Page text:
For example, John has a passion for sailing, and I'm proud to say I've always recognized how real that is for him. When he had the chance to buy his dad's sailboat, there was no question, no discussion between us. I don't think I even asked the price. Sailing is his dream! And when the day finally comes when he's able and ready to sail the globe, I'll be ready and willing. It's a Saturday-afternoon conversation so often repeated that our kids can probably recite the various possible routes.
Conversely, when I told John many, many years ago that I planned to be a writer, he didn't roll his eyes and say, "Sure, but how are you going to earn a living?" He said, "Really? What do you write? I'd love to see some of it." And when I recently announced--with obvious passion--my brilliant plan to turn our unpaved driveway into a garden and the garage into a three-season garden house, he said he thought it was "a neat idea." It doesn't matter right now whether we actually go through with it; what's important is that he didn't kick my dream in the teeth.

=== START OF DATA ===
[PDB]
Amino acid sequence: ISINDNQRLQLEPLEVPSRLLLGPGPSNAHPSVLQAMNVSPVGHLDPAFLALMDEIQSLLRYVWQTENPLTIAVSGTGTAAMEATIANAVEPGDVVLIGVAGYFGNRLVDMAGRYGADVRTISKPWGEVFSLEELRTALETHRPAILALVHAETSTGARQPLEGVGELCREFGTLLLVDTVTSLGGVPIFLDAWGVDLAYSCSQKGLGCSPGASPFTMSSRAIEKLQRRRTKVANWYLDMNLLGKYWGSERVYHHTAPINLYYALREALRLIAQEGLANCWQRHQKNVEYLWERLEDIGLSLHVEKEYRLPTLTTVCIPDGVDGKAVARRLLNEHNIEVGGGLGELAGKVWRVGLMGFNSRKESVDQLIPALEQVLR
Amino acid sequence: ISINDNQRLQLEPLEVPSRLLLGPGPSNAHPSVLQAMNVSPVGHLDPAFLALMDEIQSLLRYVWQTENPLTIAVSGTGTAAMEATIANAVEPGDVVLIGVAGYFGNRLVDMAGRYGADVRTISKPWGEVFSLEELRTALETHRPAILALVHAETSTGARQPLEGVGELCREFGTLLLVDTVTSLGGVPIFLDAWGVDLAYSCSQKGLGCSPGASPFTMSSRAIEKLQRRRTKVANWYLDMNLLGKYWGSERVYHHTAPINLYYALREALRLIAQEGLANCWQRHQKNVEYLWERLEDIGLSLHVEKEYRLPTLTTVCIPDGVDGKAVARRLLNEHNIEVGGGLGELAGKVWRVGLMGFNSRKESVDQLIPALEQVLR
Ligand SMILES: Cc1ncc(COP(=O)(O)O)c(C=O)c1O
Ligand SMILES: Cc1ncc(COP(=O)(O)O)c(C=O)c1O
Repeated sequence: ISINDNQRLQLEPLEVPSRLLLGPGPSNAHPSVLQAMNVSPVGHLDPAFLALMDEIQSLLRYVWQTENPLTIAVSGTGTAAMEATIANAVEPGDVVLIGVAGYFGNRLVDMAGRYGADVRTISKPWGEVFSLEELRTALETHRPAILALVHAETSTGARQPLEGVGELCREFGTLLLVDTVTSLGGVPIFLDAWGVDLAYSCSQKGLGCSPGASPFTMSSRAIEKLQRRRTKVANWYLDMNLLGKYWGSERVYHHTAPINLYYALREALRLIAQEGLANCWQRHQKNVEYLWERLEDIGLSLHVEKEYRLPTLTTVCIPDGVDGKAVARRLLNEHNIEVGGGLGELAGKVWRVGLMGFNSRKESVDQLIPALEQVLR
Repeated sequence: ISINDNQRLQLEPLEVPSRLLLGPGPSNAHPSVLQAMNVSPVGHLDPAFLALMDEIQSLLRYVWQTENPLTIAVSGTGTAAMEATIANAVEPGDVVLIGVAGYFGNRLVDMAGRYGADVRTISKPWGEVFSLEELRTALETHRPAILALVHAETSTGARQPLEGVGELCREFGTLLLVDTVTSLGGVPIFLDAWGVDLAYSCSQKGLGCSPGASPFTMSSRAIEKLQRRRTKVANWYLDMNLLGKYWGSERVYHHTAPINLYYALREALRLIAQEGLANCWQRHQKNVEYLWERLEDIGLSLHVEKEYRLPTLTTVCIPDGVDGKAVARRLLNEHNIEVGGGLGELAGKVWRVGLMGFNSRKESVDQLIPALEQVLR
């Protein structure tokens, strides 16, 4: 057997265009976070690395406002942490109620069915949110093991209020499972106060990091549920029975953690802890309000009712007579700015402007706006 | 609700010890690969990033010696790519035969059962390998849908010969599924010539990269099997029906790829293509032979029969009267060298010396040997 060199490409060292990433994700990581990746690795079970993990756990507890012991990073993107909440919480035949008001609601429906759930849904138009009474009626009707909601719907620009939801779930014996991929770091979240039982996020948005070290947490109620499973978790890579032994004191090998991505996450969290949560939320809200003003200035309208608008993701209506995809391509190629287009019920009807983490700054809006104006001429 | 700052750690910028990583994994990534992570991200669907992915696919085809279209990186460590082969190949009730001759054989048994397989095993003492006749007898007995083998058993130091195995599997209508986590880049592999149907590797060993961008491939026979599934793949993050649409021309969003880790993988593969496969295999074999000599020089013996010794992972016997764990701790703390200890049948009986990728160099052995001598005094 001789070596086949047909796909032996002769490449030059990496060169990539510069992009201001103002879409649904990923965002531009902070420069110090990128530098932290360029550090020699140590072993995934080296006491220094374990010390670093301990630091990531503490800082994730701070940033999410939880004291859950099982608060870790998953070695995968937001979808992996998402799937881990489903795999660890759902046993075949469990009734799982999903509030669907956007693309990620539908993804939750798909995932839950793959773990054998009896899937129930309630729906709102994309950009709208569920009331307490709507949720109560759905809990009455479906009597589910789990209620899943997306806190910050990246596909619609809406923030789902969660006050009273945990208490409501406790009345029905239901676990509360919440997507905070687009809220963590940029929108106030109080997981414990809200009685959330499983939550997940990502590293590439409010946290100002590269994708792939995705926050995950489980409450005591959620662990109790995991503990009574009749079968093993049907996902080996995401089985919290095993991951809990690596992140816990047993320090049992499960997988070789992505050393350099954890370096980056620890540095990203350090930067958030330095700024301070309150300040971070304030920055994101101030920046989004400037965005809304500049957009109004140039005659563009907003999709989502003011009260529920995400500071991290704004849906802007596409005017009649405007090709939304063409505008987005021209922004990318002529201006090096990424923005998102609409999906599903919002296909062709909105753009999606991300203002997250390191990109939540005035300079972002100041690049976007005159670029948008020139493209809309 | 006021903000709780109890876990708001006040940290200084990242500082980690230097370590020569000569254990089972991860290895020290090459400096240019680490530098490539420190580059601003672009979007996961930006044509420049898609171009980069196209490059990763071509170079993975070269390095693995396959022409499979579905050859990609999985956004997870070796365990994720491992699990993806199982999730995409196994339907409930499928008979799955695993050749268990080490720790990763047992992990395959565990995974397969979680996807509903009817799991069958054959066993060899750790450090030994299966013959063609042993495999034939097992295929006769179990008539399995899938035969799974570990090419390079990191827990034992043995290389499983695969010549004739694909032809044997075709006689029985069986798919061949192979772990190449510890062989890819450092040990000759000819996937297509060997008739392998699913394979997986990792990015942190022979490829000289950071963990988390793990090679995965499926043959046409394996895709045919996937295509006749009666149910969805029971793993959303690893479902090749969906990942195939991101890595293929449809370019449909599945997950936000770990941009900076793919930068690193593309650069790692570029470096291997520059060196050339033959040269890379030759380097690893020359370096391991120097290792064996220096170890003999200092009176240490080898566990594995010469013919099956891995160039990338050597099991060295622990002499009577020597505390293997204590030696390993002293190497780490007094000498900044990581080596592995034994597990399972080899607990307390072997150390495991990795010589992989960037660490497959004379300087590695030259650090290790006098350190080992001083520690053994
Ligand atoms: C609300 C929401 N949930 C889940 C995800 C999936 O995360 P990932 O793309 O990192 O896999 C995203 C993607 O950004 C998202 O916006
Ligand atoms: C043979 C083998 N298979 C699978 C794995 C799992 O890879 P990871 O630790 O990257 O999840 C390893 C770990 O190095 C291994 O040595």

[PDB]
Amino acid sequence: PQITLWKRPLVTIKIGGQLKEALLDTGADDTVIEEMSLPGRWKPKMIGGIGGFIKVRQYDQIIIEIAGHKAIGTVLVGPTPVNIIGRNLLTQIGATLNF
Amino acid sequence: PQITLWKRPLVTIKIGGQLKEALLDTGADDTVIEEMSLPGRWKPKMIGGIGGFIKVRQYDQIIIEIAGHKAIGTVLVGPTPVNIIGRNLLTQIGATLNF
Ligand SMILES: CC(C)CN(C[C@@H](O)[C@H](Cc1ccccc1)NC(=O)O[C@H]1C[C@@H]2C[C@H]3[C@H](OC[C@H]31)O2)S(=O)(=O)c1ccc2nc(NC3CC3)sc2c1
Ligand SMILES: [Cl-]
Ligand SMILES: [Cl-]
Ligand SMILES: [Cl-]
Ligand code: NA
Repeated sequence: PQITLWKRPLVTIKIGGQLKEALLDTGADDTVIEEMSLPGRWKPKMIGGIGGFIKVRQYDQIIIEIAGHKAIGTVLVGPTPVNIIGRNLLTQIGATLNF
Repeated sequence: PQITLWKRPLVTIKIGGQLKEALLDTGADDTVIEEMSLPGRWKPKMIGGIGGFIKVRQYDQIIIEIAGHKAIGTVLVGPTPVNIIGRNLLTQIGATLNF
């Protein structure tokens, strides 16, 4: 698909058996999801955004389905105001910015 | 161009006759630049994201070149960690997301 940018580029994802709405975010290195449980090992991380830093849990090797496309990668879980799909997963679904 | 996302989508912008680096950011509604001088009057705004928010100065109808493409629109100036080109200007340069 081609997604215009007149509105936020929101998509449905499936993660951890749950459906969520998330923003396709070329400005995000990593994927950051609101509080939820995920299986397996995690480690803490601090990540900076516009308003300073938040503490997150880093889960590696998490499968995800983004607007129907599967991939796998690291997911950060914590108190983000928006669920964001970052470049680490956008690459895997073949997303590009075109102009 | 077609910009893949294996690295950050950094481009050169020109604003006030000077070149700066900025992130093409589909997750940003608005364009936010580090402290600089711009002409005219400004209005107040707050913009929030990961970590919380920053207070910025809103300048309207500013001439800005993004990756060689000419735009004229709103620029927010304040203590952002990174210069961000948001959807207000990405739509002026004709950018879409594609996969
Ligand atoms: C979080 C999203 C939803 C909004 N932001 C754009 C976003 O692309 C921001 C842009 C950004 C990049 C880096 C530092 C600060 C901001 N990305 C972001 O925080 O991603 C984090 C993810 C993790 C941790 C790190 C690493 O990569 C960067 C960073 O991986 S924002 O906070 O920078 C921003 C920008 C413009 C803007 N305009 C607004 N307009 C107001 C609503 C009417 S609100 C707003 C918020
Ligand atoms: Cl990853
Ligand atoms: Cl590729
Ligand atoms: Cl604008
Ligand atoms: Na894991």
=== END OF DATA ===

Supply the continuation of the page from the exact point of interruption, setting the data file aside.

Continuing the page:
So listen, if there's anything to be learned from Maynard's experience, maybe it's that we can never really hide the wounds and scars of our personal lives. We all suffer and hurt the ones we love and the question of whom to blame is often useless. Most importantly, none of us knows the ending. The best we can do is read the omens, have no fear, and leap.